You will have to take exams

Yoga Alliance accredited schools have to follow the specific course structure set by Yoga Alliance. This includes exams, although schools have the freedom to create their own exact examination processes. Most yoga schools include both practical and written tests in their YTT. 

Practical exams

For the practical test, you will likely be required to teach at least one full-length yoga class to a small group (usually some of your classmates). For example, in my YTT, I had to instruct three one-hour sessions, each with a different sequence and theme. 

The practical exam also involves planning the class and the sequences and practicing them. The teachers want to see that you know how to properly sequence a yoga class, among other things. 

Written exams

In my experience, the written exams were nowhere near as nerve-wracking as the practical ones, but they still count towards your final grade. In my YTT, I had a written exam every Monday, testing my knowledge of what I had learned the previous week. The exam consisted of a mixture of multiple choice and written answers.

Text What To Expect From A One Month Intensive Yoga Teacher Training

A typical training day

The schedule for an intensive YTT will depend on the particular school. However, to give you an idea, the training days on my YTT looked like this:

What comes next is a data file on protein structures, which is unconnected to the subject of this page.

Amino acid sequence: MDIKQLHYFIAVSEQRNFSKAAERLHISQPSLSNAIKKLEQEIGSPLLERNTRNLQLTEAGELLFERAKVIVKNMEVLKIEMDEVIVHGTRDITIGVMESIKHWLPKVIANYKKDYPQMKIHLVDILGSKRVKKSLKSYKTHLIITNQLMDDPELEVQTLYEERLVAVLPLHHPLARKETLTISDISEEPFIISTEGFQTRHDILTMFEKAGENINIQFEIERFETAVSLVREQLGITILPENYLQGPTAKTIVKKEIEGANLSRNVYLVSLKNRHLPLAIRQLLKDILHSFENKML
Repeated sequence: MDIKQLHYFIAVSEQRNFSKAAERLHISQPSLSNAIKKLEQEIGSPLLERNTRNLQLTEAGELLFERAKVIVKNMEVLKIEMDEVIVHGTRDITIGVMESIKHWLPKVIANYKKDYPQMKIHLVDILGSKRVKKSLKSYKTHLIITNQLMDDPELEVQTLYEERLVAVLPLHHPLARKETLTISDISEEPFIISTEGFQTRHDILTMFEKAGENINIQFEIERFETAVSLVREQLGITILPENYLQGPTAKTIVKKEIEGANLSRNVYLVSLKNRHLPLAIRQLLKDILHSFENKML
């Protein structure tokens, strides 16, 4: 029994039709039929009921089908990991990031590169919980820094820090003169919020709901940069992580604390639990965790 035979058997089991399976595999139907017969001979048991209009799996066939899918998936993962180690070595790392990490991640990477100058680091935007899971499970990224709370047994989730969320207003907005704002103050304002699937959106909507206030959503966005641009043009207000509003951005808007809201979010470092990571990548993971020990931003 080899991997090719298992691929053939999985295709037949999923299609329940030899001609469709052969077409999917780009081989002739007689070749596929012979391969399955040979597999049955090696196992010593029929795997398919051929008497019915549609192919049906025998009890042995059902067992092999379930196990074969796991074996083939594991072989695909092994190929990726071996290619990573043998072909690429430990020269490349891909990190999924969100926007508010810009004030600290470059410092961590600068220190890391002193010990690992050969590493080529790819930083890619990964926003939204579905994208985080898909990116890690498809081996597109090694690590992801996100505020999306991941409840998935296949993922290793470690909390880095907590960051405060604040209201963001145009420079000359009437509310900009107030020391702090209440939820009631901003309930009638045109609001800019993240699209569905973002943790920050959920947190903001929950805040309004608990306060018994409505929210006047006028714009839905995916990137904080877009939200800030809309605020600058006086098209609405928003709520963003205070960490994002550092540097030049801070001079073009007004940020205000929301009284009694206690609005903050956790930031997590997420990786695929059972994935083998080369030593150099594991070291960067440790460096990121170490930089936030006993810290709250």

7- 8 am - Meditation

8 - 10 am - Asana practice

10am - 12:30pm - Lunch break

12:30 - 3pm - Lectures/workshops

3 - 4 pm - Afternoon break

4 - 5:30pm - Asana practice

6 - 7pm - Lecture

Every day would include two asana practices and one hour of meditation. The lectures and workshops varied from alignment or sequencing to pranayama or yogic philosophy. 

Can you fail yoga teacher training?

One question many people considering a YTT have is if it is possible to fail. In short, it is possible to fail, but in my experience, most people pass the course with no trouble. 

Considering how short an intensive YTT is, the examination process is not about testing how good of a yoga instructor you have become in that short time. Instead, the exams are simply a way for the teachers to see how enthusiastic and passionate you are and how much potential you have. 

So if you mess up and make a mistake with cueing or sequencing, it's very doubtful you will fail. However, if you skip classes, don't study for the tests, and generally show little interest, that's a different story. 

Final thoughts 

Doing an intensive YTT is a life-changing experience where you will take your yoga practice to a much deeper level while connecting with like-minded yogis. However, these courses can be physically, mentally, and emotionally demanding, so I recommend preparing well beforehand. If you missed part one of this YTT series, where I shared my tips on preparing for your first yoga teacher training, be sure to check it out!

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Gemma Clarke
Gemma Clarke is a yoga and mindfulness teacher and freelance wellness writer. She’s passionate about sharing her knowledge and experience through movement and words. Aside from helping others find more peace and stillness, Gemma is an advocate for stray cats and fosters orphaned kittens for a local animal rescue center.